Many employers consider influence training for their staff but are unsure of how to measure their return on investment. Often, managers must provide metrics to the C-Suite to justify the expense of such programs. There are several ways to assess the benefits of influence training:
Take A Look At Their Actions
People may say a lot about their training experience. They may say they were engaged with the materials and they learned information, but actions speak louder than words. That’s why quantitative measures, rather than qualitative ones, are more effective in discussing further training with the C-Suite.
For example, use a simple response system like Poll Everywhere to conduct a short quiz to assess knowledge before and after a training session. This will help measure the returns on your training efforts and justify more training for your employees.
Here’s another idea: create a series of benchmarks before sending employees off for influence training. Once your employees return, list a series of scenarios to work through, and see if those benchmarks were met. This not only helps you determine who was engaged with the sessions, but it gauges the value of the sessions themselves.
Here are some other examples of assessments you can sell to management:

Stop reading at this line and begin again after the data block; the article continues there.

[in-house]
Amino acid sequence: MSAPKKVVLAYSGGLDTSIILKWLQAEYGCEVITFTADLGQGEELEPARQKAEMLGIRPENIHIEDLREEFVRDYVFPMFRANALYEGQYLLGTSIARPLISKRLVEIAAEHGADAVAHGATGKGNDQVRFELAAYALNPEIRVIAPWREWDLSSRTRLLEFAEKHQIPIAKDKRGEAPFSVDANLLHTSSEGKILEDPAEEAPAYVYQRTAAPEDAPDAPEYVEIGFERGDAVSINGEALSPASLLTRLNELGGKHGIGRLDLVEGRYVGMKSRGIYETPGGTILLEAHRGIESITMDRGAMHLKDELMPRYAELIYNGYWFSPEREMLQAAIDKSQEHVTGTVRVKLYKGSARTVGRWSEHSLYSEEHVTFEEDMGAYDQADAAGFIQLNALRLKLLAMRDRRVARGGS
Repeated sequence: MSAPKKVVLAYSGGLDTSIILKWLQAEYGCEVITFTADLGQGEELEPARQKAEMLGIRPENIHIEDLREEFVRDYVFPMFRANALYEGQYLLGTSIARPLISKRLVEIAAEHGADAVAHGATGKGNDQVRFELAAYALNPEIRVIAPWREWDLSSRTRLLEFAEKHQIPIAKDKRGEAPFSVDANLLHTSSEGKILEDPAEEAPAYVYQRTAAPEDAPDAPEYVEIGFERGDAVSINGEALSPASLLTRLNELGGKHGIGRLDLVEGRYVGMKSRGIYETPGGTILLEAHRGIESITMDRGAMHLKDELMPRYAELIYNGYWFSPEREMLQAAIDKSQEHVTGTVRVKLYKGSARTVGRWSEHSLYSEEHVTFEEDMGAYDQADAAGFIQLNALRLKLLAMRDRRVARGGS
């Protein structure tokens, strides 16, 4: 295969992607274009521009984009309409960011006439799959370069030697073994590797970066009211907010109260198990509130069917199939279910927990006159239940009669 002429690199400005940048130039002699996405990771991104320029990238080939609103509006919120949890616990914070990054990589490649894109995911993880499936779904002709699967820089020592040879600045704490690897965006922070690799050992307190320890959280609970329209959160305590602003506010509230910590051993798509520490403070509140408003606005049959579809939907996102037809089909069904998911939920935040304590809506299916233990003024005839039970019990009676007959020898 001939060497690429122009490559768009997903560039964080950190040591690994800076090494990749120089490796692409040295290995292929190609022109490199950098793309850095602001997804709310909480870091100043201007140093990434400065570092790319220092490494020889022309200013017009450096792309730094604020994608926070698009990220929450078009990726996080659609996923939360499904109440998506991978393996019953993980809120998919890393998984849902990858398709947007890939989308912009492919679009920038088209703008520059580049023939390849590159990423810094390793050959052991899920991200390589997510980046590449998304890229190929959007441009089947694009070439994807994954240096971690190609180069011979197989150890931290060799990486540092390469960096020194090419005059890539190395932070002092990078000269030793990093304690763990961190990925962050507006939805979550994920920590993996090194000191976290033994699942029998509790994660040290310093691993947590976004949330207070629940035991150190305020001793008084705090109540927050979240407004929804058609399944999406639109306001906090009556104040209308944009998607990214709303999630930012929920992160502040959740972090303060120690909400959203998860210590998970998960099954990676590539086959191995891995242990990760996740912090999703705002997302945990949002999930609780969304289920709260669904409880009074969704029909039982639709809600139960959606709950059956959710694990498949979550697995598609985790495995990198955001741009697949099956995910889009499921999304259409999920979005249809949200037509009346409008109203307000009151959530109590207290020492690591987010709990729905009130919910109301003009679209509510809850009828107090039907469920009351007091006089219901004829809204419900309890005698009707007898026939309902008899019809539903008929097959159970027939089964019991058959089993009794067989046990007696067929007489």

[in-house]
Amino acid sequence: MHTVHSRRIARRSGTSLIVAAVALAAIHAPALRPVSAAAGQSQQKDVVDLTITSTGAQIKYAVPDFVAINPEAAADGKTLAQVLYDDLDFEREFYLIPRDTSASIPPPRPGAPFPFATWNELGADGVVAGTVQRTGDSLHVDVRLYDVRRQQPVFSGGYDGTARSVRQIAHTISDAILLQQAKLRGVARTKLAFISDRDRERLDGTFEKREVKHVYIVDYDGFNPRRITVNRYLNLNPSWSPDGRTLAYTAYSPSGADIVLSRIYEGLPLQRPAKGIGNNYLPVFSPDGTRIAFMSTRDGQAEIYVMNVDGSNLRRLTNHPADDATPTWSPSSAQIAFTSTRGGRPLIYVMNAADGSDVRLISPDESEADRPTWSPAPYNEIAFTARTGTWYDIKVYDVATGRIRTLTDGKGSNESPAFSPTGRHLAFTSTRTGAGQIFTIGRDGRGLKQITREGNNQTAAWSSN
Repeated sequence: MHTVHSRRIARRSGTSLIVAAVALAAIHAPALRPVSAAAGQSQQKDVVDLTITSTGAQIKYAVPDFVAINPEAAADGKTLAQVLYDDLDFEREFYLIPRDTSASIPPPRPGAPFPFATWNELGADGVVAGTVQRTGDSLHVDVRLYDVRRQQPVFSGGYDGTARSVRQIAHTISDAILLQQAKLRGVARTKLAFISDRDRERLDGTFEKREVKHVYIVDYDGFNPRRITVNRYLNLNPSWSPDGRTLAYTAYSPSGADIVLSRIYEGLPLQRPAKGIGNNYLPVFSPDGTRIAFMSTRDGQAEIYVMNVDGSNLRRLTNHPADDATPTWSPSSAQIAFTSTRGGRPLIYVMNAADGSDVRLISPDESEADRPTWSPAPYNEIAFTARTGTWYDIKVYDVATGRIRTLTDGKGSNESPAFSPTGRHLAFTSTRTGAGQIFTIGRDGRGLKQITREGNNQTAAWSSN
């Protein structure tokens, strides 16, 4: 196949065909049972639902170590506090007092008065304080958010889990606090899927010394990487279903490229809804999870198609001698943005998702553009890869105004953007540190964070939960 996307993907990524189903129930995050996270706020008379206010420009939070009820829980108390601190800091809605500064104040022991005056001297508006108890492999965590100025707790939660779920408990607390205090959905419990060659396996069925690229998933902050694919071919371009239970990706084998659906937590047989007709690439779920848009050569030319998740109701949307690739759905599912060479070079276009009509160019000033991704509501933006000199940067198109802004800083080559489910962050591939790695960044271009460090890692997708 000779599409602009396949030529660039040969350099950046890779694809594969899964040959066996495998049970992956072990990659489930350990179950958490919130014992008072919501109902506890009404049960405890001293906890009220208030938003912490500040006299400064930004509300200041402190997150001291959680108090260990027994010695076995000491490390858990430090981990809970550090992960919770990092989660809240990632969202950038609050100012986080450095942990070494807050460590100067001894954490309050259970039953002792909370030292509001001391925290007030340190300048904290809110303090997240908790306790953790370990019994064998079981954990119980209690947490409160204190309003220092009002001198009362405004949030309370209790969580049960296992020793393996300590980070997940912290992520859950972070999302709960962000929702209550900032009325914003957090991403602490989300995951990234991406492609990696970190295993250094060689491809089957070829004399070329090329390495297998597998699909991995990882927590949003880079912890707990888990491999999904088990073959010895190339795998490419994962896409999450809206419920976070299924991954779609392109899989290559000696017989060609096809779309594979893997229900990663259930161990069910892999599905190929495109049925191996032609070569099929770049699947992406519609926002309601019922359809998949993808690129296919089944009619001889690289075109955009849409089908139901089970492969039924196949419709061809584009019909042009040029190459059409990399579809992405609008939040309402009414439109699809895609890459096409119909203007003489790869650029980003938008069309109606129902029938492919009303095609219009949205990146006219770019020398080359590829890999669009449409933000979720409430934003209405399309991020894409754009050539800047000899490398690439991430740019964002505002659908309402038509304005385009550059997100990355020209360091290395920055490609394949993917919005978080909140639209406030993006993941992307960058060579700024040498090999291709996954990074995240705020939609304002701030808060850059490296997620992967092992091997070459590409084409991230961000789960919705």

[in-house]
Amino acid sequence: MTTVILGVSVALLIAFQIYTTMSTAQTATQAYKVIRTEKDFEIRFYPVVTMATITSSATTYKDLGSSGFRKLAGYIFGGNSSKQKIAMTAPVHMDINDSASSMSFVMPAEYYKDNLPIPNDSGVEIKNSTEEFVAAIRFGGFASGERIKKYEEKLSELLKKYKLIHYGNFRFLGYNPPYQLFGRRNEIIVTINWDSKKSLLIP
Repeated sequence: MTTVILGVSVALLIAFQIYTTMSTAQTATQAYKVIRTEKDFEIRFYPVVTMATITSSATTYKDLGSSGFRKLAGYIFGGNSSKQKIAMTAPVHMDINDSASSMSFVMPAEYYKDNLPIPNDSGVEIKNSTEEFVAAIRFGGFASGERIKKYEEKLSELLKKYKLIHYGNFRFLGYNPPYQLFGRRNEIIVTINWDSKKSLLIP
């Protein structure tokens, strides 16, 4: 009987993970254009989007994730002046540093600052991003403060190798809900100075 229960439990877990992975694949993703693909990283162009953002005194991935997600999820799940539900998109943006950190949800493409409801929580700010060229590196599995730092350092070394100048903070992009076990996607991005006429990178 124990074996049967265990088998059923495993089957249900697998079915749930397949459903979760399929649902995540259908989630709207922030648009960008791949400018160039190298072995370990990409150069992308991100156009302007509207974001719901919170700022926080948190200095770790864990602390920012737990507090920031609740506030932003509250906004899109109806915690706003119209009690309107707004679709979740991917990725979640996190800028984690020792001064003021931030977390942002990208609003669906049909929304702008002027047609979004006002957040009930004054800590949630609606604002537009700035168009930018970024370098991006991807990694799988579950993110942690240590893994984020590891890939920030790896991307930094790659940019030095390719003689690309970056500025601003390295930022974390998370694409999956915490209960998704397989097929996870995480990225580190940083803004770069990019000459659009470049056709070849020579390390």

- Best answer questions. A multiple-choice assessment will provide good quantitative data to give to your higher ups.
- Peer review. Have trainees put together a product (either alone or in teams) that the rest of the workforce can review. Have them make suggestions for improvement or comment on the quality of the work.
Look at Metrics Over Time
One of the best ways to measure the return on your influence training investment is to look at quantitative trends in your business outcomes over time. Here are some examples of metrics to measure:
- Productivity and output
- Sales volume
- Customer satisfaction, including retention and the number of customer complaints
- Employee metrics, including average length of employment and revenue per employee
Just be sure your metrics are relevant, measureable, and provide value to your stakeholders.
If you are looking to convince your employer to pay for your influence training because you feel it will have business and personal benefits, don’t forget that proving the former to management is the key. Prepare a plan to measure the returns on your training investment and follow through accordingly. You’ll find that influence training is well worth the cost.